This is the first time that we have been around a lot of boats in close proximity. The various iterations of sailboats are amazing; sizes, colors, sails and rigging of every conceivable combination. And more interesting, so many dogs. Most of the dogs are poncey little things, lots of bark and not much else. However, some people have real dogs. We met two ladies that are cruising with two setters that weigh about 70-lb. each. I hadn't realized how much I miss having a dog. Wile E. may be a weenie but he's a dog and it's good to have a dog, even a red weenie dog. All dogs, including Wile E., understand faithful and loyal and all dogs talk exactly the right amount.

Carol and I have been talking about getting a wind generator. We've been living like "electrical" hermits in order to save power. The solar panels put out good energy but not enough to keep up with the refrigerator. The choices seem to be four: (1) stop using the refrigerator, an inconvenient idea; (2) run the engine a lot to keep the batteries charged, generally a bad idea; (3) buy a 150-lb generator for which we have no room, an impractical idea; (4) get a wind generator, maybe an OK idea.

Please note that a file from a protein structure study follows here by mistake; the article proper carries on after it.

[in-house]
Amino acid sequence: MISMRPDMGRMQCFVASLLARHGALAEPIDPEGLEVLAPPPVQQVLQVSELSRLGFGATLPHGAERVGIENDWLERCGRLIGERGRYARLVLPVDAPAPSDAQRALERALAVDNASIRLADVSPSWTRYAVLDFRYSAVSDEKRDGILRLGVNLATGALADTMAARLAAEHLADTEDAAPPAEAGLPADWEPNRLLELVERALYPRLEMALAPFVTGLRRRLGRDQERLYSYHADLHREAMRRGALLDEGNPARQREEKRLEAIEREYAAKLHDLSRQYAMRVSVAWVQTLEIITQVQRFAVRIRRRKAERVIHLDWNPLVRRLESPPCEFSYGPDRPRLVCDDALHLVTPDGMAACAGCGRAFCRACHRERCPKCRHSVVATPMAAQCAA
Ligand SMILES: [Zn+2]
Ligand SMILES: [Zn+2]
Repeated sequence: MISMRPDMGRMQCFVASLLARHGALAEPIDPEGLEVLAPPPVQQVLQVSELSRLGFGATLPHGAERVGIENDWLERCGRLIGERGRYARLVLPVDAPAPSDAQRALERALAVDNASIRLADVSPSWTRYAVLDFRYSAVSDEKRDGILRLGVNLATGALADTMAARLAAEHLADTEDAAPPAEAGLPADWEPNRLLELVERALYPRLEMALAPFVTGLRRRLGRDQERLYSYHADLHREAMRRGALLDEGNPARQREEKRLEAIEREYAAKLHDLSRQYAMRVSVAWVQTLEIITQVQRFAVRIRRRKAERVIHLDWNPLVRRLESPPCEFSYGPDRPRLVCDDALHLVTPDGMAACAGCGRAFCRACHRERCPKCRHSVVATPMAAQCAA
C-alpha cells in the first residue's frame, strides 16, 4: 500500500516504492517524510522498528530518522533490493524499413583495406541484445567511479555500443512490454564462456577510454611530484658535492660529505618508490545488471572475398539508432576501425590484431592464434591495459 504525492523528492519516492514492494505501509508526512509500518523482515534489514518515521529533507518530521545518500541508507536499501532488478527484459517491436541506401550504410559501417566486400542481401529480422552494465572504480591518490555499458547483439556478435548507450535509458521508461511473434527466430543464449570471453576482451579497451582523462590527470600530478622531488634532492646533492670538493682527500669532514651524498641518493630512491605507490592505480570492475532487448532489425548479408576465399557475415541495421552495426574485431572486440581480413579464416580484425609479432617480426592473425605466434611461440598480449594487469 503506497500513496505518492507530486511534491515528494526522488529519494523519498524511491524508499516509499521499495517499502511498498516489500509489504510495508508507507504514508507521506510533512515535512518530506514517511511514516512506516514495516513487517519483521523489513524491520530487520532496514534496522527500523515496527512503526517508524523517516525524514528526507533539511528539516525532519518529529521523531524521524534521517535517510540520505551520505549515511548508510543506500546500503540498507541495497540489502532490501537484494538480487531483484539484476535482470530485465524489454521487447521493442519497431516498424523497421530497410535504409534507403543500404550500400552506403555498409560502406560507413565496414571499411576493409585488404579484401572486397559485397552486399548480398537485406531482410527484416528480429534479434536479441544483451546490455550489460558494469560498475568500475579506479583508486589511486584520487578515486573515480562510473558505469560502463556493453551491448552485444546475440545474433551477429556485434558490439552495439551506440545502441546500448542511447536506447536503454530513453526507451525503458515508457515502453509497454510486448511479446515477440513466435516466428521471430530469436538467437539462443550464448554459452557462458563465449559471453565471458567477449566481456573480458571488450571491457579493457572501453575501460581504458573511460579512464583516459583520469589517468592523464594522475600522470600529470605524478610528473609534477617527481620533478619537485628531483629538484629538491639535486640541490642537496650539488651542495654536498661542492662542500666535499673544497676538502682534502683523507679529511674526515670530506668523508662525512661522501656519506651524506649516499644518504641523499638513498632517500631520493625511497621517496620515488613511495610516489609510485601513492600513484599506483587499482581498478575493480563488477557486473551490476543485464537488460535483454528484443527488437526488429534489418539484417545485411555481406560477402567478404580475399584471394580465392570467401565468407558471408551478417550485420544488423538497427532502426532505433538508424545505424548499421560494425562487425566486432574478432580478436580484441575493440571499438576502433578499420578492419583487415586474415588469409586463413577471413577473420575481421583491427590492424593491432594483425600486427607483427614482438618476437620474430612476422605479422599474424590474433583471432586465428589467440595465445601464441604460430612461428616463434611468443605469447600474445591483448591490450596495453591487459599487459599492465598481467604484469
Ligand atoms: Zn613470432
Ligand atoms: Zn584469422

If we get the generator, we'll end up here in Marathon until early/mid February. This would be OK since the mooring is cheap and the weather in the Bahamas gets better towards March. More to follow, the next time with pictures of the cousins and, maybe, trophy fish.

Posted by sailziveli 04:37

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Sounds like life is good there, Russ, and the sailing sounds wonderful. The picture is beautiful, too, but think about Spring Creek with a tad of snow on the ground and the light of the full moon. Also very beautiful.
Enjoy..and keep writing. We love the armchair travels. Anne and Marshall

by SCfriends

Great to hear you are fishing, there is nothing better than eating a fresh, just caught fish!

Keep Afloat!!

I hope your next fish is, BIGGER, than the last!


by wk2